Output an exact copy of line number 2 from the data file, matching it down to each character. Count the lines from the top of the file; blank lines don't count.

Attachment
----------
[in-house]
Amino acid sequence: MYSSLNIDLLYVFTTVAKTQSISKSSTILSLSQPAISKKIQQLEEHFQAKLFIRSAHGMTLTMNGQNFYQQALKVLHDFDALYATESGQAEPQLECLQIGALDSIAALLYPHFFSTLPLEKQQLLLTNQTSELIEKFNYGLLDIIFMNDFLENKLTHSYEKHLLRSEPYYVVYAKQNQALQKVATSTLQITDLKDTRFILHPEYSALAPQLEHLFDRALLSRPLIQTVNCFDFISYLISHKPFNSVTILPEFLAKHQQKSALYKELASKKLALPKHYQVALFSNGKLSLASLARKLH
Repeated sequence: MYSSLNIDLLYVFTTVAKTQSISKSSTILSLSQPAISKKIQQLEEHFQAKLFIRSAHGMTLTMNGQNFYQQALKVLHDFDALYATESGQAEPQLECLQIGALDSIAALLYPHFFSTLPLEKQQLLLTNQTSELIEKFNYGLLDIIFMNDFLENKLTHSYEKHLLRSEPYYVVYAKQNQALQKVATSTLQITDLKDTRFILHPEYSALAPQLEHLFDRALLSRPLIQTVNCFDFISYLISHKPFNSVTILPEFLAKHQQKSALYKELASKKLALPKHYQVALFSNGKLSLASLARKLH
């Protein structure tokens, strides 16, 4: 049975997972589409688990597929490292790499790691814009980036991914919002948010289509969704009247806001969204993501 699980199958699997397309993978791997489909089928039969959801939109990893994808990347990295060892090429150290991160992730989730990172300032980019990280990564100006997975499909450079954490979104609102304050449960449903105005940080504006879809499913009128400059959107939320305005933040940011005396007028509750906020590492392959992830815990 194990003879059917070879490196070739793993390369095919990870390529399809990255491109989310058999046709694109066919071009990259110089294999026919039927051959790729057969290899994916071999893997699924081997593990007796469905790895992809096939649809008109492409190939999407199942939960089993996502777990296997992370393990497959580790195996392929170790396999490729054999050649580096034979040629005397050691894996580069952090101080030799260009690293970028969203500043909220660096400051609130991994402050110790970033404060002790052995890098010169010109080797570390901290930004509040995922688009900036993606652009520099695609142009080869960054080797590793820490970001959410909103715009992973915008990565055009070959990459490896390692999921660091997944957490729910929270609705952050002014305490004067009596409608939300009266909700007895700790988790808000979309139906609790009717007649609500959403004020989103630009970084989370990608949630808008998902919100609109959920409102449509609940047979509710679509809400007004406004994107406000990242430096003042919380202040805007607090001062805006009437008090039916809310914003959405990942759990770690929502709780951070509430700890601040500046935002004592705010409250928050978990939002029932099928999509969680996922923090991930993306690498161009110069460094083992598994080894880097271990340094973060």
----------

Amino acid sequence: MYSSLNIDLLYVFTTVAKTQSISKSSTILSLSQPAISKKIQQLEEHFQAKLFIRSAHGMTLTMNGQNFYQQALKVLHDFDALYATESGQAEPQLECLQIGALDSIAALLYPHFFSTLPLEKQQLLLTNQTSELIEKFNYGLLDIIFMNDFLENKLTHSYEKHLLRSEPYYVVYAKQNQALQKVATSTLQITDLKDTRFILHPEYSALAPQLEHLFDRALLSRPLIQTVNCFDFISYLISHKPFNSVTILPEFLAKHQQKSALYKELASKKLALPKHYQVALFSNGKLSLASLARKLH